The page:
In recent decades, the NHS has been beset by numerous process targets, which rather than measuring the success of treatment, measure instead the performance against process benchmarks – A&E waiting times being one high-profile example. These process targets have a role to play in improving the NHS, but all too often are a blunt tool offering information without context and can, in some circumstances, hinder rather than help access to good treatment – especially when funding flows are associated with them, which can serve to skew priorities.
In addition, these process targets tend to be ambitious and therefore have a tendency not to be fully met except in the very best of circumstances. This can lead them very easily to becoming a political football between the parties eager to score short-term points. All sides are guilty of this, but it rarely helps patients.
Research from the House of Commons Library uncovered nine process targets applicable to cancer. These include the ‘two week wait’ to see a specialist after a referral and the ’62-day wait’ from referral to first definitive treatment. Such targets are only part of the journey when trying to improve cancer performance, and yet the NHS cleaves to process targets because often they are the key to unlocking funds. Furthermore, by implication improved outcomes can only be facilitated by improved processes.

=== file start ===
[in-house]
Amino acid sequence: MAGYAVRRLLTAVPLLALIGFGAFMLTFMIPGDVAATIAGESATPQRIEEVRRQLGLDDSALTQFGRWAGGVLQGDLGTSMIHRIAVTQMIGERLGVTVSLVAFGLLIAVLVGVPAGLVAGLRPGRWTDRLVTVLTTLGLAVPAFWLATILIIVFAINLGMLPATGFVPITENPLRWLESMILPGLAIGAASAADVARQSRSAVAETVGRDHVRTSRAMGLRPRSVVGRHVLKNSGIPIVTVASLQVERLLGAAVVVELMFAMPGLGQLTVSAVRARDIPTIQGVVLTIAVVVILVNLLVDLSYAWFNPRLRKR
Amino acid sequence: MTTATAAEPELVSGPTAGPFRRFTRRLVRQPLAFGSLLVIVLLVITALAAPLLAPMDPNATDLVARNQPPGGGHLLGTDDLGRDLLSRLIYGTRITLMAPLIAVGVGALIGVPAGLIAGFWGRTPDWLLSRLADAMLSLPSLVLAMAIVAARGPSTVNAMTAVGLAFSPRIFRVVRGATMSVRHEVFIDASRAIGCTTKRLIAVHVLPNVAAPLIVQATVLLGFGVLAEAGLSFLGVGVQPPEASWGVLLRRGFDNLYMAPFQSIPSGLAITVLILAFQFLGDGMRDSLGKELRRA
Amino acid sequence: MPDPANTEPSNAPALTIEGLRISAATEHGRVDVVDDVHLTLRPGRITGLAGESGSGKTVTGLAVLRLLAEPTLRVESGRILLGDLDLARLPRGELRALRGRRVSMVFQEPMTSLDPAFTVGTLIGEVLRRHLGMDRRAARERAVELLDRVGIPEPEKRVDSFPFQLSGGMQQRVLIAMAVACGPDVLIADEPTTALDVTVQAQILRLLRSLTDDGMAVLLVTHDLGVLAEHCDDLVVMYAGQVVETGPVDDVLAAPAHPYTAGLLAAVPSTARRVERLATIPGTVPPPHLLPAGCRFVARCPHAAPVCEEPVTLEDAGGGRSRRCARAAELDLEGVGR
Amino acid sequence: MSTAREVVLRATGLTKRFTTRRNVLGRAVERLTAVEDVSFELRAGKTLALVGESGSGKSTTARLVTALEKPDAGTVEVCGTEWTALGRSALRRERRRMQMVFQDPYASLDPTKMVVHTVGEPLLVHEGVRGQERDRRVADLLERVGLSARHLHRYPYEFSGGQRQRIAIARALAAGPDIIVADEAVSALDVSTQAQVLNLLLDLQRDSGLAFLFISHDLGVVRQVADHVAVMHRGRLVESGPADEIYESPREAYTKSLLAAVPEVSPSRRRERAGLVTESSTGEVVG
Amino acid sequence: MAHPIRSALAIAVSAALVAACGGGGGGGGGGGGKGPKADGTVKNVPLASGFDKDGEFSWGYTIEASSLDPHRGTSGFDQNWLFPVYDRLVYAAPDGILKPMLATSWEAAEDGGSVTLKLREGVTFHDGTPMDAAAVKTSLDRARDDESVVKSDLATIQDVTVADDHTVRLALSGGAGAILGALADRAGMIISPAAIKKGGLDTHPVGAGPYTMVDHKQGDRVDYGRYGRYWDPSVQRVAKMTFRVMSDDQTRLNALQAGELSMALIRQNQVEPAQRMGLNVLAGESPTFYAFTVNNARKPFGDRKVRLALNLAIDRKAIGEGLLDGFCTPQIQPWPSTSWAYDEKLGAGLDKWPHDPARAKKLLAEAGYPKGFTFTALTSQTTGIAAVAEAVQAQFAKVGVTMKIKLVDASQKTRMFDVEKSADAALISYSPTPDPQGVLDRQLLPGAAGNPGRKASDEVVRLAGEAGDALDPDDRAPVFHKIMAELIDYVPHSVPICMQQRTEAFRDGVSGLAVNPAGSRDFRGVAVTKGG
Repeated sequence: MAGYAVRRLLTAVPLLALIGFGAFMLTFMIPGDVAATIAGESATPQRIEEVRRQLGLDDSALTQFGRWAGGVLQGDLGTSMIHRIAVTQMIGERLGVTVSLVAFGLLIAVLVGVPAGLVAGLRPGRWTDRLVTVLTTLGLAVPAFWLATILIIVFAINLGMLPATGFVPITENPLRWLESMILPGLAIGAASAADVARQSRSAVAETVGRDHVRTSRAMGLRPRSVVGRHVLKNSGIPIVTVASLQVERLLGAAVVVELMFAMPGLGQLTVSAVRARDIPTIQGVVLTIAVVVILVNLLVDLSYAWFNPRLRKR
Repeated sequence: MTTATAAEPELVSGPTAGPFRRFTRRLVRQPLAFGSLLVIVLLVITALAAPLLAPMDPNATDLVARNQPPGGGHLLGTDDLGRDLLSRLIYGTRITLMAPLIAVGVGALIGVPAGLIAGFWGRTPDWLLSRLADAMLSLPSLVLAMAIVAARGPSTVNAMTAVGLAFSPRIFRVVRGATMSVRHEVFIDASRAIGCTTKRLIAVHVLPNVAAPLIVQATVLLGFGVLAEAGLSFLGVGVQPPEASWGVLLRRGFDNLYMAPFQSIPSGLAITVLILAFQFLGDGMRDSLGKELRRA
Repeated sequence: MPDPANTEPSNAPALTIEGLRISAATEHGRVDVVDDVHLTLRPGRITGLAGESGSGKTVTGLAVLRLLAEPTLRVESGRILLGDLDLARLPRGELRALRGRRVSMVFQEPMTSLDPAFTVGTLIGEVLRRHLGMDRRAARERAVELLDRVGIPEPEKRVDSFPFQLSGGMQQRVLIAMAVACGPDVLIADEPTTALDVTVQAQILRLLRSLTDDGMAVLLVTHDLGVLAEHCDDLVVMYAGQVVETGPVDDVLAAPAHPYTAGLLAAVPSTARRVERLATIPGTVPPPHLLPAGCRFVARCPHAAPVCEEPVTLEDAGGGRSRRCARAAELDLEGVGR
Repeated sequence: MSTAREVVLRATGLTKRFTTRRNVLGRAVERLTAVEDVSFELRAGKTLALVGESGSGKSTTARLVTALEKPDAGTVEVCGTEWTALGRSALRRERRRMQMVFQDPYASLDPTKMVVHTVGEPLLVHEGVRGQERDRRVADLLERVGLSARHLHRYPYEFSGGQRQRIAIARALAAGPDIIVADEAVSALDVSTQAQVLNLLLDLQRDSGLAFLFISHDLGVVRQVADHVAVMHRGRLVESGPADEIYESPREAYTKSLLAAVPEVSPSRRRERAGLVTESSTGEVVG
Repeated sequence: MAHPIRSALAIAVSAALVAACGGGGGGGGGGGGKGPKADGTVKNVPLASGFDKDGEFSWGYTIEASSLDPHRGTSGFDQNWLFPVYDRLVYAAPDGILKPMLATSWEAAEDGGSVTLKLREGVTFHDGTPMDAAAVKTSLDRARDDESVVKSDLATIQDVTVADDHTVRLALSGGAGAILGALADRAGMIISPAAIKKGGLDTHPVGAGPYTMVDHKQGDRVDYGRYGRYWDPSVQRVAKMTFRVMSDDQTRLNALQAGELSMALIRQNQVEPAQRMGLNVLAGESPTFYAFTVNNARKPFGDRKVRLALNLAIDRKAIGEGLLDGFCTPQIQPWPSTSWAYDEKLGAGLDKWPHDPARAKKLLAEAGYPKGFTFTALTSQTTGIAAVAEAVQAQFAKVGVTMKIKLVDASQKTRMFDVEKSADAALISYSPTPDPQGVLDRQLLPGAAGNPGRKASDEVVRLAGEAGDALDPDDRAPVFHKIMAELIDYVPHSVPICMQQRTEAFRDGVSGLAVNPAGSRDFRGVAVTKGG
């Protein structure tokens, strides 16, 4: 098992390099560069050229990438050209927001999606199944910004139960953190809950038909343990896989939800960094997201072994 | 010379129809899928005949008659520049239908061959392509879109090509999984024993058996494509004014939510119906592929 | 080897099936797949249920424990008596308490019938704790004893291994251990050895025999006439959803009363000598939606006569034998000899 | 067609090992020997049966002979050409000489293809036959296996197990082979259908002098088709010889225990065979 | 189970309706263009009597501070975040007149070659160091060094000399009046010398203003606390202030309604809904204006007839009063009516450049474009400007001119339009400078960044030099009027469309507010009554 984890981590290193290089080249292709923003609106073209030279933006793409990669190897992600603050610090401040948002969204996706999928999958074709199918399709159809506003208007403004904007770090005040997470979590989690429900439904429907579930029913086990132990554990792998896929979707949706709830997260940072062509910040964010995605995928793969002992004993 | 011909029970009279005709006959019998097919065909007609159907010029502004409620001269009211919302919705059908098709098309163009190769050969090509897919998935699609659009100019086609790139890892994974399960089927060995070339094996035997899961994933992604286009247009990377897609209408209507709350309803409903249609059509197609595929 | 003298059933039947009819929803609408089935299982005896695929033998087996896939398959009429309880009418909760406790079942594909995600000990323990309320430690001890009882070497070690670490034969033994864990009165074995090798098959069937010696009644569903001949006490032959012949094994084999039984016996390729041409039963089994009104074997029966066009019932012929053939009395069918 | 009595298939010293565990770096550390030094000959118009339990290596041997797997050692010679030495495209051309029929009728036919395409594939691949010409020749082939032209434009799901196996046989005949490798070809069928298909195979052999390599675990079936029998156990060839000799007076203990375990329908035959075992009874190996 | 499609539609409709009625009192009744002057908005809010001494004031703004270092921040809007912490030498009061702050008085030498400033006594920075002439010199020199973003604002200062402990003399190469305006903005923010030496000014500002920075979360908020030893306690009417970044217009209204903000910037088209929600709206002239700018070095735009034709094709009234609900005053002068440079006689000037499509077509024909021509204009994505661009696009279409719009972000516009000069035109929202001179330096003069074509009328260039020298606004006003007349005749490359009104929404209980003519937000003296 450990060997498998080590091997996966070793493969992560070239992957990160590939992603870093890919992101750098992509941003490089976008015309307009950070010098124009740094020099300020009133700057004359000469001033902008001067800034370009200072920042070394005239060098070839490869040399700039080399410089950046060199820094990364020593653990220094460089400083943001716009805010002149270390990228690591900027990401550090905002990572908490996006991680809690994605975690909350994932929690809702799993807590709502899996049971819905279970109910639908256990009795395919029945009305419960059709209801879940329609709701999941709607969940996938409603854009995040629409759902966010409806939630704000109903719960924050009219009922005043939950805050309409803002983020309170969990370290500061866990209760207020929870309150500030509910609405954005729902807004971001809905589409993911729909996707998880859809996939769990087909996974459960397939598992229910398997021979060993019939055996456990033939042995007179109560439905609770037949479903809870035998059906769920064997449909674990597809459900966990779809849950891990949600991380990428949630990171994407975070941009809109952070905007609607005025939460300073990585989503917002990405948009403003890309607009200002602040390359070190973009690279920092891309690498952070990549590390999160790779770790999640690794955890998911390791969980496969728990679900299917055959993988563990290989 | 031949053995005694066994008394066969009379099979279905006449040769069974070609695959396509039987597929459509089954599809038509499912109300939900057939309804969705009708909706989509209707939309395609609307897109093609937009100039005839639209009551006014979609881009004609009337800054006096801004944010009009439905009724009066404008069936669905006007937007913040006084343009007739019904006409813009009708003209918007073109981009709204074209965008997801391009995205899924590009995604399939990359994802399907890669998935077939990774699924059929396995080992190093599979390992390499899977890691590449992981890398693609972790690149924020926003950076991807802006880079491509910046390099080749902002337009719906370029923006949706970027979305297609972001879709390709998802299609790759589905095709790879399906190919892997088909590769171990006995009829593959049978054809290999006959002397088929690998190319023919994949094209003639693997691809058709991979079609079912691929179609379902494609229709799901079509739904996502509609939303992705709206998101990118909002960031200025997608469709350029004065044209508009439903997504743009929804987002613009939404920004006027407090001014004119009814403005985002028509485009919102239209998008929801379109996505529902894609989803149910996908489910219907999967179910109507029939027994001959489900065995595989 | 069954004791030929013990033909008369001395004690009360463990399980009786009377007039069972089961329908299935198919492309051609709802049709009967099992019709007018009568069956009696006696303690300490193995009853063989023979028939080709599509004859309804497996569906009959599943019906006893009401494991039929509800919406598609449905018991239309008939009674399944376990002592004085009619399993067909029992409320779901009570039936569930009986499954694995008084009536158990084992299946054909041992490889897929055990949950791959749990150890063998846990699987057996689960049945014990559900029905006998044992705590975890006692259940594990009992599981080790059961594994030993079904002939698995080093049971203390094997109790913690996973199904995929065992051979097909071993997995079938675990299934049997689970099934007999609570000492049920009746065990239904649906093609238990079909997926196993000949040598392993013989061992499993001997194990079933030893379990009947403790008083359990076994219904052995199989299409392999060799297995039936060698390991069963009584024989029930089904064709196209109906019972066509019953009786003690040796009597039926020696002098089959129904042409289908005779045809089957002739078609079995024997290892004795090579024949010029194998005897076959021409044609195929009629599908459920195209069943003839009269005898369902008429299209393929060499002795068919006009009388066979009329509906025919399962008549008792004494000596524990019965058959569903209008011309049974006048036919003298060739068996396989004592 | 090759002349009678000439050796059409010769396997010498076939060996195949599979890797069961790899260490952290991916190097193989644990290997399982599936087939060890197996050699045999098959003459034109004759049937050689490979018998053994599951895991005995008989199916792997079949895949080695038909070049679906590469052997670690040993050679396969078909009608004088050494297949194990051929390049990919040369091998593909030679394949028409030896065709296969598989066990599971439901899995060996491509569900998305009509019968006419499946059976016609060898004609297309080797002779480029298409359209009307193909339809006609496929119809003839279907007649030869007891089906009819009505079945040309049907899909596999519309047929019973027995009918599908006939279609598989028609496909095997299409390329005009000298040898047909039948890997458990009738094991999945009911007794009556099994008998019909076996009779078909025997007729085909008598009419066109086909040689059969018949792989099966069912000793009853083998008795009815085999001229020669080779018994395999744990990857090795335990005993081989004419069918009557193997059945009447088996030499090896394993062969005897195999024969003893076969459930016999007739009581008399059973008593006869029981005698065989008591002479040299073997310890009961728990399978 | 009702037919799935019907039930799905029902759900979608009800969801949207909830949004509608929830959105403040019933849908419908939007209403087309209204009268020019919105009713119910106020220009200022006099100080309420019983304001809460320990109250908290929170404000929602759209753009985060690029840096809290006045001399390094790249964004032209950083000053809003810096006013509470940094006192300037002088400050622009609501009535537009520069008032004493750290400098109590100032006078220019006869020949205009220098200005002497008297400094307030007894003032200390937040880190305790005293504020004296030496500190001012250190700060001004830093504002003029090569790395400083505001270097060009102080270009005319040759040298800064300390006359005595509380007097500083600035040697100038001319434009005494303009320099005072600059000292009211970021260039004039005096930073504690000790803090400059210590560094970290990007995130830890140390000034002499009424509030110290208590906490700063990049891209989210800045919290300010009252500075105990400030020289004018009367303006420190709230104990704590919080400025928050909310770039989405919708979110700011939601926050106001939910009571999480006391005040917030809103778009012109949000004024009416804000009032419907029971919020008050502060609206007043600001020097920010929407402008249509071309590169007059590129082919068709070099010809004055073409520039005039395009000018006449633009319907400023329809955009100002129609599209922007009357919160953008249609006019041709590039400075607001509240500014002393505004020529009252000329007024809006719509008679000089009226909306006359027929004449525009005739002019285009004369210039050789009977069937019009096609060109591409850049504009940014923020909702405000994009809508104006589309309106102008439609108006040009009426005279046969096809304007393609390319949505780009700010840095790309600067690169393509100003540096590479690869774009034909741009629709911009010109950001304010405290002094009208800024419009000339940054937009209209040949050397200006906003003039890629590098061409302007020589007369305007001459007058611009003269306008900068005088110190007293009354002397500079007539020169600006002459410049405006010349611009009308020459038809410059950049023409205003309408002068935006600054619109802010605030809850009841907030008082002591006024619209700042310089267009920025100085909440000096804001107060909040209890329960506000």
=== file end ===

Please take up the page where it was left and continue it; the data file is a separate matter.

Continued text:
In addition, the APPGC learnt process targets are not the best means of improving performance amongst the rarer cancers. These cancers often fall between the cracks of process targets, as data on these cancer types are not used routinely in much of the NHS. Instead, the NHS tends to focus on the ‘low hanging fruit’ of the ‘Big Four’ cancers of breast, prostate, bowel and lung.
However, given rarer cancers account for more than half of cancer cases, serious improvements in cancer survival will be less possible unless performance gets better for these cancer types. Outcome measures have the advantage of encouraging their inclusion when seeking to improve overall survival rates.
Given the advantage of outcome measures like one-year survival rates, in November 2021 I tabled an amendment to the Health & Care Bill ensuring that outcome measures are put above process targets by NHS England, better encouraging the NHS to focus on earlier diagnosis and ensuring it bears down on what really matters to cancer patients and their families. I wrote an article in Conservative Home explaining this amendment in more detail.
The amendment received strong support from 80 cross-party MPs, and the Government accepted it during the Bill’s Commons Report Stage. With some slight changes, which were agreed with me and supportive Peers, the amendment became Clause 5 of the Health & Care Act 2022. This important change will make a real difference, and I am grateful to all those who helped support this initiative.